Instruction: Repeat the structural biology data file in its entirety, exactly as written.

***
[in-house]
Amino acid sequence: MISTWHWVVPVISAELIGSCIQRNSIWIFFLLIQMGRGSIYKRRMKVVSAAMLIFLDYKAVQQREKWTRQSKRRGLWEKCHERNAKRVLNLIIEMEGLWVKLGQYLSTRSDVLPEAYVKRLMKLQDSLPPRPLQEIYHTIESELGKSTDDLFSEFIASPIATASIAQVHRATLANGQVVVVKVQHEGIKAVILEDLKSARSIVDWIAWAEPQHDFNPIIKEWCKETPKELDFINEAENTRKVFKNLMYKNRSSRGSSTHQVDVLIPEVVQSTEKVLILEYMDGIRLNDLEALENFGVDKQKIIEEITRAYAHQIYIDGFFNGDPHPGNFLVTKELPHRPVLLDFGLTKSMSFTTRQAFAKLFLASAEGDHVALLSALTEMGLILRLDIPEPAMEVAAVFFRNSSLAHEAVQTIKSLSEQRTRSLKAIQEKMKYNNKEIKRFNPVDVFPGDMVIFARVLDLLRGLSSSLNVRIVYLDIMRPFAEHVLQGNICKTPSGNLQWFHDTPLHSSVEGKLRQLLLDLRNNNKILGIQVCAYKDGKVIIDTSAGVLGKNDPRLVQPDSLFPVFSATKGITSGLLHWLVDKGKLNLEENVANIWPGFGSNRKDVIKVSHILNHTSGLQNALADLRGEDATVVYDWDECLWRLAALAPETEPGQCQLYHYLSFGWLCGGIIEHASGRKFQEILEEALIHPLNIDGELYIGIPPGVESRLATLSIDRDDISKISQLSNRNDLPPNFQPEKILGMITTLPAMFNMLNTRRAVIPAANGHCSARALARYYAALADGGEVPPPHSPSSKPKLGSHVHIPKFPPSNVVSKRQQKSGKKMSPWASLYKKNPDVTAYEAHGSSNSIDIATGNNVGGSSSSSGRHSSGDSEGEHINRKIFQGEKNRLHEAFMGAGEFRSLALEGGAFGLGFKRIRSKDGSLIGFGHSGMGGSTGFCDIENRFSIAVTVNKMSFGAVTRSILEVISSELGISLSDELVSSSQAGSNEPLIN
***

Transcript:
[in-house]
Amino acid sequence: MISTWHWVVPVISAELIGSCIQRNSIWIFFLLIQMGRGSIYKRRMKVVSAAMLIFLDYKAVQQREKWTRQSKRRGLWEKCHERNAKRVLNLIIEMEGLWVKLGQYLSTRSDVLPEAYVKRLMKLQDSLPPRPLQEIYHTIESELGKSTDDLFSEFIASPIATASIAQVHRATLANGQVVVVKVQHEGIKAVILEDLKSARSIVDWIAWAEPQHDFNPIIKEWCKETPKELDFINEAENTRKVFKNLMYKNRSSRGSSTHQVDVLIPEVVQSTEKVLILEYMDGIRLNDLEALENFGVDKQKIIEEITRAYAHQIYIDGFFNGDPHPGNFLVTKELPHRPVLLDFGLTKSMSFTTRQAFAKLFLASAEGDHVALLSALTEMGLILRLDIPEPAMEVAAVFFRNSSLAHEAVQTIKSLSEQRTRSLKAIQEKMKYNNKEIKRFNPVDVFPGDMVIFARVLDLLRGLSSSLNVRIVYLDIMRPFAEHVLQGNICKTPSGNLQWFHDTPLHSSVEGKLRQLLLDLRNNNKILGIQVCAYKDGKVIIDTSAGVLGKNDPRLVQPDSLFPVFSATKGITSGLLHWLVDKGKLNLEENVANIWPGFGSNRKDVIKVSHILNHTSGLQNALADLRGEDATVVYDWDECLWRLAALAPETEPGQCQLYHYLSFGWLCGGIIEHASGRKFQEILEEALIHPLNIDGELYIGIPPGVESRLATLSIDRDDISKISQLSNRNDLPPNFQPEKILGMITTLPAMFNMLNTRRAVIPAANGHCSARALARYYAALADGGEVPPPHSPSSKPKLGSHVHIPKFPPSNVVSKRQQKSGKKMSPWASLYKKNPDVTAYEAHGSSNSIDIATGNNVGGSSSSSGRHSSGDSEGEHINRKIFQGEKNRLHEAFMGAGEFRSLALEGGAFGLGFKRIRSKDGSLIGFGHSGMGGSTGFCDIENRFSIAVTVNKMSFGAVTRSILEVISSELGISLSDELVSSSQAGSNEPLIN